Tennessee was previously one of 31 states that allowed a rapist, whose crime resulted in pregnancy, to sue the survivor for custody of said child.[11] In 2015, Fitzhugh introduced HB 554/SB 1121 which sought to terminate the parental rights of a rapist upon conviction for that crime from which a child resulted. The bill passed both the House and Senate unanimously. It was signed into law by Gov. Bill Haslam on April 16, 2015.[12]

Military service[edit]

Fitzhugh served in the United States Air Force from 1976 to 1980 and achieved the rank of Captain. He also served in the United States Air Force Reserve from 1980 to 1988 and achieved the rank of Major.[4]

Electoral history[edit]

Tennessee House of Representatives Election 2016[13]
Party Candidate Votes % ±
Republican Andy Cole 8,213 44.04
Democratic Craig Fitzhugh 10,437 55.96
Tennessee House of Representatives Election 2014[14]
Party Candidate Votes % ±
Republican No Candidate
Democratic Craig Fitzhugh 7,830 100
Tennessee House of Representatives Election 2012[15]
Party Candidate Votes % ±
Republican Johnny Edwards 8,172 39.97
Democratic Craig Fitzhugh 12,273 60.03
Tennessee House of Representatives Election 2010[16]
Party Candidate Votes % ±
Republican Johnny Edwards 6,680 48.95
Democratic Craig Fitzhugh 6,964 51.05
Tennessee House of Representatives Election 2008[17]
Party Candidate Votes % ±
Republican No Candidate
Democratic Craig Fitzhugh 13,088 100
Tennessee House of Representatives Election 2006[18]
Party Candidate Votes % ±
Republican No Candidate
Democratic Craig Fitzhugh 12,098 100
Tennessee House of Representatives Election 2004[19]
Party Candidate Votes % ±
Republican Dave Dahl 7,693 38.79
Democratic Craig Fitzhugh 12,140 61.21
Tennessee House of Representatives Election 2002[20]
Party Candidate Votes % ±
Republican Dave Dahl 6,003 39.45
Democratic Craig Fitzhugh 8,901 58.49
Independent Richard Rhoads 312 2.05

References[edit]

  1. ^ http://www.capitol.tn.gov/districtmaps/HouseDist82.pdf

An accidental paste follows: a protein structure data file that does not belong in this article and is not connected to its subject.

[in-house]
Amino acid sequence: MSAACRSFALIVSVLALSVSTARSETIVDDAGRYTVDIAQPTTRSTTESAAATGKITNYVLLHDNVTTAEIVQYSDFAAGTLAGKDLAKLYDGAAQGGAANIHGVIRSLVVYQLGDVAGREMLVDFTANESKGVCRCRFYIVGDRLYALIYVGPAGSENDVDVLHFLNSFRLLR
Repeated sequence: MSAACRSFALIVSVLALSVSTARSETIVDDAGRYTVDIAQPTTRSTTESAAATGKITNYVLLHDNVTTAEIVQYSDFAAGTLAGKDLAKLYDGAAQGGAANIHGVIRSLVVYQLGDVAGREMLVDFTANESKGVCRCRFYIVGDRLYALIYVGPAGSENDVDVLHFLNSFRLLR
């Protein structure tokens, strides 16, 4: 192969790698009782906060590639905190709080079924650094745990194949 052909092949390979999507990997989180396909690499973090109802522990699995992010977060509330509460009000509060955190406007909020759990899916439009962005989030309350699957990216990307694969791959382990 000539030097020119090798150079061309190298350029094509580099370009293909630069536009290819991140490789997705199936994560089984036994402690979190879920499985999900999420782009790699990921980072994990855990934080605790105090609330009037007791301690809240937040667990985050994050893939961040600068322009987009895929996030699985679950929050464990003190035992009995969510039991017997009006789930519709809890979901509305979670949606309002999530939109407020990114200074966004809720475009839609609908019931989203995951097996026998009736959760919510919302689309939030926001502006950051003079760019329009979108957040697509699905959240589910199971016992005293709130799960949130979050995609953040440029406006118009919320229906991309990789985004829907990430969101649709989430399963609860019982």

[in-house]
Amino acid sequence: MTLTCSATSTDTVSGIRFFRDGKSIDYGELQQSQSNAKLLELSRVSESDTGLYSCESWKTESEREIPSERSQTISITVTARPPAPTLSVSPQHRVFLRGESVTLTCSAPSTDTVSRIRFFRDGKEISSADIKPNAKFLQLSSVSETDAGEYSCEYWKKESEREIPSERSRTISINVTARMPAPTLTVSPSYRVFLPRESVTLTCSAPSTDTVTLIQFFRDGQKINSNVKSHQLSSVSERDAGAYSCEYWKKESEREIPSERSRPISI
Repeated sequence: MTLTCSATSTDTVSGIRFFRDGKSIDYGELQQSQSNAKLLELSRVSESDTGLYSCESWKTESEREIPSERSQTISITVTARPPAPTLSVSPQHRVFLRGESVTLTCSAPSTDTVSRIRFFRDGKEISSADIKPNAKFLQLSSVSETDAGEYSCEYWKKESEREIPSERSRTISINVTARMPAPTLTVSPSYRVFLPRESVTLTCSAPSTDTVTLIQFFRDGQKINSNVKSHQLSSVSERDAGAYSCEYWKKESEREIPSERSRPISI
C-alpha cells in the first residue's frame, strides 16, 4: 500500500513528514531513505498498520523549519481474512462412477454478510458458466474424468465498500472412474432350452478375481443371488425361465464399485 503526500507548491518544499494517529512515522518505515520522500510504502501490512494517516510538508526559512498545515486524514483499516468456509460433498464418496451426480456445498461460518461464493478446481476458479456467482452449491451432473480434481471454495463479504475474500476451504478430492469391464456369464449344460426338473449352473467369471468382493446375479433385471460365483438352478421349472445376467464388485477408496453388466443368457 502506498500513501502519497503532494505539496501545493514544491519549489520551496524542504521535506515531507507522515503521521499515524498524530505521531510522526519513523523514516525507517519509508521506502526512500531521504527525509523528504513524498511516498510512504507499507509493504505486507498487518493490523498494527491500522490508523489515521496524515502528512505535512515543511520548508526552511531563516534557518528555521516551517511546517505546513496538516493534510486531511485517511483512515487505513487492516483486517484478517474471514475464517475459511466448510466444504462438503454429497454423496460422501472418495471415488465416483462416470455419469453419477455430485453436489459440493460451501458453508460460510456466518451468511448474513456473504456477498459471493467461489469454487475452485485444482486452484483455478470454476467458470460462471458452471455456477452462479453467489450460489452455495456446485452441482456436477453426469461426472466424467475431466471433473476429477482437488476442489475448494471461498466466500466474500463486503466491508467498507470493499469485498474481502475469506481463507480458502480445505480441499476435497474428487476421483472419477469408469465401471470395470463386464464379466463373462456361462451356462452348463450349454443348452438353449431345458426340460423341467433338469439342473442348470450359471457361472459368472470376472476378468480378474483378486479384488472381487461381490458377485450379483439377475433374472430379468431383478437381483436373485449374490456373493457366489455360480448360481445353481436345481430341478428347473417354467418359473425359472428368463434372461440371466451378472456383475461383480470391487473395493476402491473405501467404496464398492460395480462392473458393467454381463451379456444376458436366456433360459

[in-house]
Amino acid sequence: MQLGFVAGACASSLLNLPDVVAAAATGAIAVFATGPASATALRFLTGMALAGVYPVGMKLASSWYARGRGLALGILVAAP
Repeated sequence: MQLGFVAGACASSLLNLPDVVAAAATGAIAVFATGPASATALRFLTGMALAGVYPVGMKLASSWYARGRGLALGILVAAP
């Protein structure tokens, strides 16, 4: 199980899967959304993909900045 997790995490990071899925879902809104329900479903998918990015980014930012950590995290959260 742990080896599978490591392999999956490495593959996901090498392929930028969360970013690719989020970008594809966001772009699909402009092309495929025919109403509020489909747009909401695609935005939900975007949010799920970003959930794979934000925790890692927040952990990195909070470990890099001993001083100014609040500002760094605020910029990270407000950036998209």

2. ^ http://craigfitzhugh.com/meet-craig/
  3. ^ "Finalists chosen for UT presidency - News - Oakridger - Oak Ridge, TN". Oakridger. Archived from the original on September 25, 2015. Retrieved 2013-05-22. 
  4. ^ a b c "Craig Fitzhugh" (PDF). Archived from the original (PDF) on 2014-08-29. Retrieved 2013-05-22. 
  5. ^ Zelinski, Andrea (2010-12-16). "Fresh Face, New Focus for House Democrats". TNReport. Retrieved 2013-05-22. 
  6. ^ Zelinski, Andrea (2012-12-12). "House Minority Leader Craig Fitzhugh ponders run in 2014 governor race". Nashville City Paper. Retrieved 2013-05-22. 
  7. ^ Zelinski, Andrea. "Rep. Fitzhugh passes on run for governor". Nashville City Paper. Retrieved 2013-07-25. 
  8. ^ Garrison, Joey (August 6, 2017). "Craig Fitzhugh to run for governor of Tennessee, setting up contested Democratic primary". The Tennessean. Retrieved August 8, 2017. 
  9. ^ "Tennessee SB 2326 - Cigarette Tax Increase - Key Vote - Project Vote Smart". Votesmart.org. Retrieved 2013-05-22. 
  10. ^ a b http://www.stategazette.com/story/1975317.html
  11. ^ http://www.huffingtonpost.com/2013/01/26/pregnant-rape-abortion_n_2552183.html
  12. ^ https://trackbill.com/bill/TN/109/HB554/child-custody-and-support-as-enacted-eliminates-th
  13. ^ http://elections.tn.gov/results.php
  14. ^ http://tn.gov/sos/election/results/20141104_CountyTotals_01.pdf
  15. ^ http://tn.gov/sos/election/results/2012-11/TNHouseCountyTotals.pdf
  16. ^ http://tn.gov/sos/election/results/2010-11/TNHCounty.pdf
  17. ^ http://www.tn.gov/sos/election/results/2008-11/tnh6799.pdf
  18. ^ http://tn.gov/sos/election/results/2006-11/en7th67-99.pdf
  19. ^ http://www.tn.gov/sos/election/results/2004-11/tnhousecounty.pdf
  20. ^ http://www.tn.gov/sos/election/results/2002-11/tn-house.pdf

External links[edit]

Tennessee House of Representatives
Preceded by
Gary Odom
Minority Leader of the Tennessee House of Representatives
2011–present
Incumbent